Patients Sue Glaxo Claiming it Suppressed Data on Avandia

Two North Carolina patients have sued GlaxoSmithKline claiming its diabetes drug, Avandia, caused their heart attacks.  Hundreds more are seeking compensation for health problems they experienced after taking <"">Avandia.  The patients blame Glaxo for not adequately warning of all of the pill’s cardiovascular risks.

Glaxo “knew of these dangerous effects in Avandia from the many trials which they performed and to which they had access and from their own analysis of these studies,” the lawsuit reads. “But [the company] took no action to adequately warn or remedy the defects, but instead concealed, suppressed and failed to disclose these dangers.”  The lawsuit also claims that doctors and patients didn’t have the information they needed to assess Avandia’s risks and that Glaxo sales representatives minimized Avandia’s side effects.  Also according to the lawsuit, one patient involved took Avandia from April 2006 until she was admitted to the hospital because of a heart attack in February 2007; she has since developed congestive heart failure.  The other patient took Avandia from 2000 to 2007; in 2002 she suffered a heart attack and required triple bypass surgery.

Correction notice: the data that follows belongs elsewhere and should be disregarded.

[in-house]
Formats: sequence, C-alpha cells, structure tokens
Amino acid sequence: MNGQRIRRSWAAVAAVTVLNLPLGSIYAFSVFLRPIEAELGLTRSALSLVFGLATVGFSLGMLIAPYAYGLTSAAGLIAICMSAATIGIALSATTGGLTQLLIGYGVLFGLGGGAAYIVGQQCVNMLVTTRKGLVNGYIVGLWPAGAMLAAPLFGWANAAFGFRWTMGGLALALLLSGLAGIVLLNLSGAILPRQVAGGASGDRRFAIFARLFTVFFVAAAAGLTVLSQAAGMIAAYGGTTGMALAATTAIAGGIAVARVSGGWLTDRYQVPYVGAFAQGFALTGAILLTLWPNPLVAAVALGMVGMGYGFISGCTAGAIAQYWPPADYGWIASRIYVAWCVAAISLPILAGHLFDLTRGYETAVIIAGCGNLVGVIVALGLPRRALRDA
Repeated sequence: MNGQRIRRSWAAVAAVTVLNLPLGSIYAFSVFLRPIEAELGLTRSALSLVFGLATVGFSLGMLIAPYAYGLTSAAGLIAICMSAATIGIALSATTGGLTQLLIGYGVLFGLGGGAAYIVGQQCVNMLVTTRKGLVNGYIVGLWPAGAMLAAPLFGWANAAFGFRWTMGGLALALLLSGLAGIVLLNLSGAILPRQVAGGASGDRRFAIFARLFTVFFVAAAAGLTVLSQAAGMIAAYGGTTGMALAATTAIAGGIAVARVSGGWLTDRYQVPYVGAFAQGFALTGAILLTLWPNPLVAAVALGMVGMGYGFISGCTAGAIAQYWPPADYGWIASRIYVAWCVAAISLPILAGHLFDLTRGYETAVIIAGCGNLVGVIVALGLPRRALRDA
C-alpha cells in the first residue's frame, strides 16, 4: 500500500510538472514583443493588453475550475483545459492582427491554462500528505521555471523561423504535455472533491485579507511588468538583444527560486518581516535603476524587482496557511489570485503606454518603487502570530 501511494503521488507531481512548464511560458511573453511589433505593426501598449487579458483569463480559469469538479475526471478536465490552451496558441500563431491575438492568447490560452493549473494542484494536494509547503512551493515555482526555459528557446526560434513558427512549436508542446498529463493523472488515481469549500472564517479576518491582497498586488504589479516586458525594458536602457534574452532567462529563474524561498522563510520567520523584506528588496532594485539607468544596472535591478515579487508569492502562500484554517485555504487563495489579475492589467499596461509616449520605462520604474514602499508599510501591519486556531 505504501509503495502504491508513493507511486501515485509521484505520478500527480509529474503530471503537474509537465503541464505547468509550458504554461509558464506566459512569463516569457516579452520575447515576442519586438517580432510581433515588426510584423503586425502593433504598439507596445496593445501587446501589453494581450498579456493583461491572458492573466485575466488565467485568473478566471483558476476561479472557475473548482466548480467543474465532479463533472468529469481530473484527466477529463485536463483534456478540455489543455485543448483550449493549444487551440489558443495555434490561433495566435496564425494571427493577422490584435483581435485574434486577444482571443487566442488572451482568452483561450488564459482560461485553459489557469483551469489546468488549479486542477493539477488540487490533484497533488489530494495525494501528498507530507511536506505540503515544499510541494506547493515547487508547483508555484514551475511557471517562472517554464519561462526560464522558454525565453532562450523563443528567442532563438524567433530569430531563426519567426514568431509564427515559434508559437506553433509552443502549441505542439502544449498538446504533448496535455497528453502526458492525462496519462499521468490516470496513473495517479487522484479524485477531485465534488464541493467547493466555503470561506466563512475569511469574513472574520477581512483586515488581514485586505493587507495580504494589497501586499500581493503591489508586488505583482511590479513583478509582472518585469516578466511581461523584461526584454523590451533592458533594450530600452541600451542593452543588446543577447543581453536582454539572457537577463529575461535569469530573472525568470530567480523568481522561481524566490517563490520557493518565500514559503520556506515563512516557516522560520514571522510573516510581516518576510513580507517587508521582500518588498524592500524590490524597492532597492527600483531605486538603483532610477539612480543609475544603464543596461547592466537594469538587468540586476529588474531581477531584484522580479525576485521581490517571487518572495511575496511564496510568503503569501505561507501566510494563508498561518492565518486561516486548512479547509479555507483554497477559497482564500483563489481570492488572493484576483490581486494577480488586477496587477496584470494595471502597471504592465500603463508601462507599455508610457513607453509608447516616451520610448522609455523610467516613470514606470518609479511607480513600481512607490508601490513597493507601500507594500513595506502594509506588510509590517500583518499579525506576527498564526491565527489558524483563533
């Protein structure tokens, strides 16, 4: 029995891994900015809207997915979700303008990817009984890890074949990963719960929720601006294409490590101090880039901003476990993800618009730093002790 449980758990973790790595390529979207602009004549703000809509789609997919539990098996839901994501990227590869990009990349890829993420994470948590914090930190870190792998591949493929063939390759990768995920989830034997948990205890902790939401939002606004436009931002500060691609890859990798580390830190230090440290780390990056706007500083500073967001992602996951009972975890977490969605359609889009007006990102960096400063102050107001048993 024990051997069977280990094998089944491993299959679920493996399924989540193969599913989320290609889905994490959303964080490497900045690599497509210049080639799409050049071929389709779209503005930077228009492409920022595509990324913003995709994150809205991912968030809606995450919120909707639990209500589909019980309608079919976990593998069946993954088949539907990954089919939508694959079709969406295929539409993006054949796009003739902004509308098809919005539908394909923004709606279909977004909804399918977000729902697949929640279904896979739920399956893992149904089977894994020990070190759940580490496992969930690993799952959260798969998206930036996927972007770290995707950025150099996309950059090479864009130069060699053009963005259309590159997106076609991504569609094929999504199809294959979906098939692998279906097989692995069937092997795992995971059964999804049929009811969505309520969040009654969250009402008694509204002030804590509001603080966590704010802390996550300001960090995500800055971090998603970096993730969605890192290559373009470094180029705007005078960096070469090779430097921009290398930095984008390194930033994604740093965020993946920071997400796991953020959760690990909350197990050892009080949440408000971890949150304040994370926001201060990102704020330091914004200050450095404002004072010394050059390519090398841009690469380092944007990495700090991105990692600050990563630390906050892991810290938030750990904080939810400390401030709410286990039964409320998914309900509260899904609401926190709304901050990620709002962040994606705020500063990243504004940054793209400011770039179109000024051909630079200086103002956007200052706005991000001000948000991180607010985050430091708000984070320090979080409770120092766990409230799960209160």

A study published in May 2007 by the New England Journal of Medicine revealed data linking Avandia to an increased risk of heart attack.  Since the report’s publication, Avandia prescriptions dropped over 50 percent.  Avandia, which has been on the market since 1999, has long carried warnings of its cardiovascular side effects, such as an increased risk for congestive heart failure and Glaxo has known about concerns over Avandia’s heart attack risks since at least 2004; however, the heart attack risk was not mentioned in Avandia’s packaging information until November.  The FDA raised existing warnings about congestive heart failure after the New England Journal’s publication triggered a congressional inquiry.

Meanwhile, according to researchers recently comparing the results of two diabetes trials, weight gain, the use of multiple drug combinations, and even lowering blood sugar too low, too fast may have been factors in causing early deaths.  Both trials, one conducted in the United States and Canada, the other in Australia, were designed to measure the benefits of using drugs such as Avandia to dramatically lower blood sugar in diabetes patients.

The trials followed over 21,000 diabetics, using multiple drugs—including Avandia.  While cutting kidney disease in one trial, the treatments—which included Avandia—failed to protect diabetics from heart disease and stroke in the second.  Avandia was given to 90 percent of the intensive therapy group in the second—Accord—trial.  Both studies, the largest ever for diabetes, were recently published by the New England Journal of Medicine.  The US trial, called Accord, was stopped in February when researchers found patients were more likely to die with aggressive treatment, which included the controversial diabetes medicine, Avandia.  The most frequently used drug in the two trials was Avandia.

In April, the FDA issued a warning to Glaxo for not reporting safety results on Avandia saying that between 2001 and 2007 GlaxoSmithKline neglected to update the FDA on over 10 ongoing Avandia studies, as required by regulations.

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